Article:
Legal Sector Jobs Keep Disappearing, Down 5,000 from 2014

By Casey C. Sullivan, Esq. on September 11, 2015 | Last updated on March 21, 2019

Remember those stories about the up-tick in legal hiring? You know, the ones that made it seem like maybe, just maybe, the legal market was springing back from its 2007 implosion. Well, there's some bad news.

Revised numbers by the Bureau of Labor show that the legal job sector lost 2,000 jobs in August, erasing gains from spring hiring and leaving the almost 5,000 less legal jobs than a year ago. What's an (aspiring) greedy associate to do?

The summer of 2015 looked like it might be a good one for the legal industry. Hiring inched up in April. BigLaw profits were improving. June brought reports that J.D.s from the class of 2014 were finally finding jobs and out-performing their 2013 peers. Above the Law recently reported that entry-level hiring was on the uptick, beginning to "crawl out of the abyss."


Turns out, the situation might not be as rosy as some reports indicated. New numbers by the Bureau of Labor showed that, indeed, August is the cruelest month. While the economy as a whole saw modest growth last month, the legal industry lost 2,000 jobs. Estimates from June were also revised down by a few hundred jobs. The numbers estimate that 1,117,600 people were employed in the legal industry last month. That's 4,800 less jobs than August of 2014.

What's a Lawyer to Do?

If you're looking for work, there's no need to panic (or worse, go back for an LLM). Even if lawyers are struggling for jobs, a law degree is worth something. A Harvard Law School study from 2013 found that a J.D. brought lawyers about $1 million extra over their career when compared to other educated professionals. And a million dollars is slightly more than what you'll spend trying to pay off those loans, so it's a net benefit.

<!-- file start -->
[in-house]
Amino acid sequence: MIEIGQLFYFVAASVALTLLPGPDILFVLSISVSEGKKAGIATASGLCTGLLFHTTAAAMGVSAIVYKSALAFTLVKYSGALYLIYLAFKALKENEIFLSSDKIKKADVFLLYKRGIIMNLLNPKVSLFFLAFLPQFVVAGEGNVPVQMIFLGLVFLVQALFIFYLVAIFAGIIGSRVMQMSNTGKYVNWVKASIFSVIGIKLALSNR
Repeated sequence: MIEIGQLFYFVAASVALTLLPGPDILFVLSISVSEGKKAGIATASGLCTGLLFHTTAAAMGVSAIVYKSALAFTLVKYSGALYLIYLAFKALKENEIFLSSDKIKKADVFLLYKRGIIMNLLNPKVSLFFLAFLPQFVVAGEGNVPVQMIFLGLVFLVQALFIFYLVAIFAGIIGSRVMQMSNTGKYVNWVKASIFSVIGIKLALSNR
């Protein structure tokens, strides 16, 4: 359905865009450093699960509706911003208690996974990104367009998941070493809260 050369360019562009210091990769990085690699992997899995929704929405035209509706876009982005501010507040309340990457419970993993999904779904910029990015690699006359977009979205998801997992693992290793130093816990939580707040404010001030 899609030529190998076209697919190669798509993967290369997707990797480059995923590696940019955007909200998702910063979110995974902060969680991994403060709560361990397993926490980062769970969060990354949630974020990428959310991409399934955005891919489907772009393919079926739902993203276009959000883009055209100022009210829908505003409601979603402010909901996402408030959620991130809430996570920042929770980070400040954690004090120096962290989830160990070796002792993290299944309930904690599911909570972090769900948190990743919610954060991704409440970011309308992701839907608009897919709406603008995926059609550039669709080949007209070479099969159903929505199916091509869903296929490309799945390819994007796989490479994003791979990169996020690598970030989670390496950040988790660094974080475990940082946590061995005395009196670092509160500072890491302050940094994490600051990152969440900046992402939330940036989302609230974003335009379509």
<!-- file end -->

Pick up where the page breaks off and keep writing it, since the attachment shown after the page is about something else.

One of the good things about being a lawyer is that you don't need to wait to be hired. You've got a skill and it doesn't take a lot of overhead to hang your own shingle and put it to use. Solo and small firm incubator programs can help you, too. These programs, usually run by bar associations or law schools, give new lawyers resources, mentoring, and sometimes office space to help them start up their own practices. They could be the difference between a career practicing law or a year living unemployed in your parents' basement.

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